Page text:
Fly-tipping — [Mr George Howarth in the Chair]

Part of the debate – in Westminster Hall at 9:55 am on 17th April 2018.

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Photo of Anne Marie Morris Anne Marie Morris Conservative, Newton Abbot 9:55 am, 17th April 2018

That is a very interesting point. That goes into the litter category, which the Minister has already begun to legislate on, and I would expand the category to cover that. In a sense, it is largely about intent. I think that littering is generally about being careless, which such a van owner would be, whereas fly-tipping is driven by economic gain. The formal sites are in a different category all of their own, as licensed operators. I urge the Minister to look at this more sensibly. As my hon. Friend Neil Parish has indicated, an important part of this is making the public aware.

A point about the responsibility and liability for those who create the waste was raised earlier. They are already liable and responsible under section 34 of the Environmental Protection Act 1990. They are responsible for using those who dispose of waste in an appropriate and legal way. If they use an unlicensed organisation, they are responsible and can be fined. The problem is not that the legislation is not there; it is that it is incredibly hard to enforce.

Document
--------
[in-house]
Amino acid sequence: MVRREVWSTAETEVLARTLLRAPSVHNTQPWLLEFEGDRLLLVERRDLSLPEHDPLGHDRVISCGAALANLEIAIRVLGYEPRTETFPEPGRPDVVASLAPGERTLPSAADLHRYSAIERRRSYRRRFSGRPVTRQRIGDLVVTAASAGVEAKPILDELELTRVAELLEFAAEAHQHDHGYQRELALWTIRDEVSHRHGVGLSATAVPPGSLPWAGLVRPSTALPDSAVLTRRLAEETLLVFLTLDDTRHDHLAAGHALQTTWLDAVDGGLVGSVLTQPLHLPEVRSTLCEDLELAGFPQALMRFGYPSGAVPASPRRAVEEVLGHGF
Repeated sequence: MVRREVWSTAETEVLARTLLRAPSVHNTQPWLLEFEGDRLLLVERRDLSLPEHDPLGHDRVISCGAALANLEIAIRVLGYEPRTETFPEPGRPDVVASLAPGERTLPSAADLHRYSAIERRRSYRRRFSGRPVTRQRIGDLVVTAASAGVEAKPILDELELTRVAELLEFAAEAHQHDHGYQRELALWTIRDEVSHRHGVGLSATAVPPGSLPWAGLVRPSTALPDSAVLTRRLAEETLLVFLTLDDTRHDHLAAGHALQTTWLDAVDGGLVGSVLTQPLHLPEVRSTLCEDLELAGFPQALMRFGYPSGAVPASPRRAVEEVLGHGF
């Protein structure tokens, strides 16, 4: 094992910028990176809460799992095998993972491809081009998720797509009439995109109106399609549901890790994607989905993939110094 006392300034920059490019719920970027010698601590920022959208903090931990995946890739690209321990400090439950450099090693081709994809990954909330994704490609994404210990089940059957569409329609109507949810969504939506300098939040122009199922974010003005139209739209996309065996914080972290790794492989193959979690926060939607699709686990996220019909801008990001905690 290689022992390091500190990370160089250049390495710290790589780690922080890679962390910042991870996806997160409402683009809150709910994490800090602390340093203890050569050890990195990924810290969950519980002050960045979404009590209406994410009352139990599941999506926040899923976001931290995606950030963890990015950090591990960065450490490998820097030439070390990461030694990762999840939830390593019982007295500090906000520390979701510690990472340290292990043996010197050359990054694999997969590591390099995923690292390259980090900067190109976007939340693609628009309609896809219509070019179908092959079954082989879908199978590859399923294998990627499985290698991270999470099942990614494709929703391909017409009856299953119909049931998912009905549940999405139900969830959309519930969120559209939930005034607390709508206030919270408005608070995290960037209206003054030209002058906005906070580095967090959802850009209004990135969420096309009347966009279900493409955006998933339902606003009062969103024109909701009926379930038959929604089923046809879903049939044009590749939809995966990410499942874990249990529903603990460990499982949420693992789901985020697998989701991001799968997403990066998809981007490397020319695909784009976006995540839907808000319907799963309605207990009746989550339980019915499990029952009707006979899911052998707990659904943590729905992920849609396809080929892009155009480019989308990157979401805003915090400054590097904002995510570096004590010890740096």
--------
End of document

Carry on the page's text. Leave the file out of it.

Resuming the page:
With regard to raising awareness, there are some very simple things that could be done. First, every bin could have a label on it that says, “Be warned: unlicensed fly-tipping is illegal”—something catchy that makes people wake up to the fact that they are responsible and can be fined. There should be something making exactly the same point on every council tax bill that goes out. There are ways and means of doing this. If people realise that they can and will be fined, that will make a big difference.

For many of the cases in my constituency, the challenge has been evidence. Unless there is a photograph showing the dumping being done by a particular vehicle, the licence plate and the individual doing the dumping, it is hard to get a conviction. We should look at the evidence test, because perfection can be the enemy of the good. There are clear guidelines for holding people responsible that we cannot move beyond, but we must review the evidence that is required and look at what is reasonable in these circumstances to enable a conviction.

The agencies involved include the DVLA, which has been mentioned. The challenge is that the DVLA uses data protection to withhold information about the vehicle owner, as has happened to a number of my constituents. When I challenged the DVLA, it said, “Oh no, we normally give evidence in those circumstances,” but that is not the case. The Government should look at the stakeholders involved and at what we can do to enable such evidence as is available to be used.